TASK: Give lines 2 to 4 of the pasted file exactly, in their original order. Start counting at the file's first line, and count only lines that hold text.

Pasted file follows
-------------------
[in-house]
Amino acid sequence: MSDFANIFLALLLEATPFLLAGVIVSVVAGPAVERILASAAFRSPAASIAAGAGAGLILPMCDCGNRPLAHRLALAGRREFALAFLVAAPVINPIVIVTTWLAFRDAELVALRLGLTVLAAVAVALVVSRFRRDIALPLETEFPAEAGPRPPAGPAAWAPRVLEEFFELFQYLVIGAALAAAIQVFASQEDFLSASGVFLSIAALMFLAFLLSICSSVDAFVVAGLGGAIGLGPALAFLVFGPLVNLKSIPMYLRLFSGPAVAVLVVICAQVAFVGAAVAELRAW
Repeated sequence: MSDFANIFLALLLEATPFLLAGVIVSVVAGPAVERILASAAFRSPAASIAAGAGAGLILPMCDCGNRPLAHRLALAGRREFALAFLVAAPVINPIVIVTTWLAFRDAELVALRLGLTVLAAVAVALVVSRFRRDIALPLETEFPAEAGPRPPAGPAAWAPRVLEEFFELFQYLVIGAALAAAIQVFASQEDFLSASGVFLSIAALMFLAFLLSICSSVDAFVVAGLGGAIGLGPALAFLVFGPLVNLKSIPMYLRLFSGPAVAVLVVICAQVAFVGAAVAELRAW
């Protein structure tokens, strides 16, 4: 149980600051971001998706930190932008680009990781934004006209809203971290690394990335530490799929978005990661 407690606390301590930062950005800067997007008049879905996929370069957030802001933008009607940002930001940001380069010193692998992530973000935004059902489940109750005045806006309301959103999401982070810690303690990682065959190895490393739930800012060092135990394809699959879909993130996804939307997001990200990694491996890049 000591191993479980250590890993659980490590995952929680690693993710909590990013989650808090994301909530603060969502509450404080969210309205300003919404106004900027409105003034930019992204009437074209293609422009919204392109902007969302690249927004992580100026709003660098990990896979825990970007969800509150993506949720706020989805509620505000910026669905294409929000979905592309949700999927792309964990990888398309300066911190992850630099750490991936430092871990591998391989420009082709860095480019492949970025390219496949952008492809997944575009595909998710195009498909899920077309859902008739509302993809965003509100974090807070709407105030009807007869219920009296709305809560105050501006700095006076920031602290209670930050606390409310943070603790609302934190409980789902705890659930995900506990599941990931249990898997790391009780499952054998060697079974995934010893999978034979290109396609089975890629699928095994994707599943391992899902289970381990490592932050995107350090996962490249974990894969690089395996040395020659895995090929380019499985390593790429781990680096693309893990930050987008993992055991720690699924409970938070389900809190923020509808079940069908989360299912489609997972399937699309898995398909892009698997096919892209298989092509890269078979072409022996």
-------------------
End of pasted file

Amino acid sequence: MSDFANIFLALLLEATPFLLAGVIVSVVAGPAVERILASAAFRSPAASIAAGAGAGLILPMCDCGNRPLAHRLALAGRREFALAFLVAAPVINPIVIVTTWLAFRDAELVALRLGLTVLAAVAVALVVSRFRRDIALPLETEFPAEAGPRPPAGPAAWAPRVLEEFFELFQYLVIGAALAAAIQVFASQEDFLSASGVFLSIAALMFLAFLLSICSSVDAFVVAGLGGAIGLGPALAFLVFGPLVNLKSIPMYLRLFSGPAVAVLVVICAQVAFVGAAVAELRAW
Repeated sequence: MSDFANIFLALLLEATPFLLAGVIVSVVAGPAVERILASAAFRSPAASIAAGAGAGLILPMCDCGNRPLAHRLALAGRREFALAFLVAAPVINPIVIVTTWLAFRDAELVALRLGLTVLAAVAVALVVSRFRRDIALPLETEFPAEAGPRPPAGPAAWAPRVLEEFFELFQYLVIGAALAAAIQVFASQEDFLSASGVFLSIAALMFLAFLLSICSSVDAFVVAGLGGAIGLGPALAFLVFGPLVNLKSIPMYLRLFSGPAVAVLVVICAQVAFVGAAVAELRAW
């Protein structure tokens, strides 16, 4: 149980600051971001998706930190932008680009990781934004006209809203971290690394990335530490799929978005990661 407690606390301590930062950005800067997007008049879905996929370069957030802001933008009607940002930001940001380069010193692998992530973000935004059902489940109750005045806006309301959103999401982070810690303690990682065959190895490393739930800012060092135990394809699959879909993130996804939307997001990200990694491996890049 000591191993479980250590890993659980490590995952929680690693993710909590990013989650808090994301909530603060969502509450404080969210309205300003919404106004900027409105003034930019992204009437074209293609422009919204392109902007969302690249927004992580100026709003660098990990896979825990970007969800509150993506949720706020989805509620505000910026669905294409929000979905592309949700999927792309964990990888398309300066911190992850630099750490991936430092871990591998391989420009082709860095480019492949970025390219496949952008492809997944575009595909998710195009498909899920077309859902008739509302993809965003509100974090807070709407105030009807007869219920009296709305809560105050501006700095006076920031602290209670930050606390409310943070603790609302934190409980789902705890659930995900506990599941990931249990898997790391009780499952054998060697079974995934010893999978034979290109396609089975890629699928095994994707599943391992899902289970381990490592932050995107350090996962490249974990894969690089395996040395020659895995090929380019499985390593790429781990680096693309893990930050987008993992055991720690699924409970938070389900809190923020509808079940069908989360299912489609997972399937699309898995398909892009698997096919892209298989092509890269078979072409022996």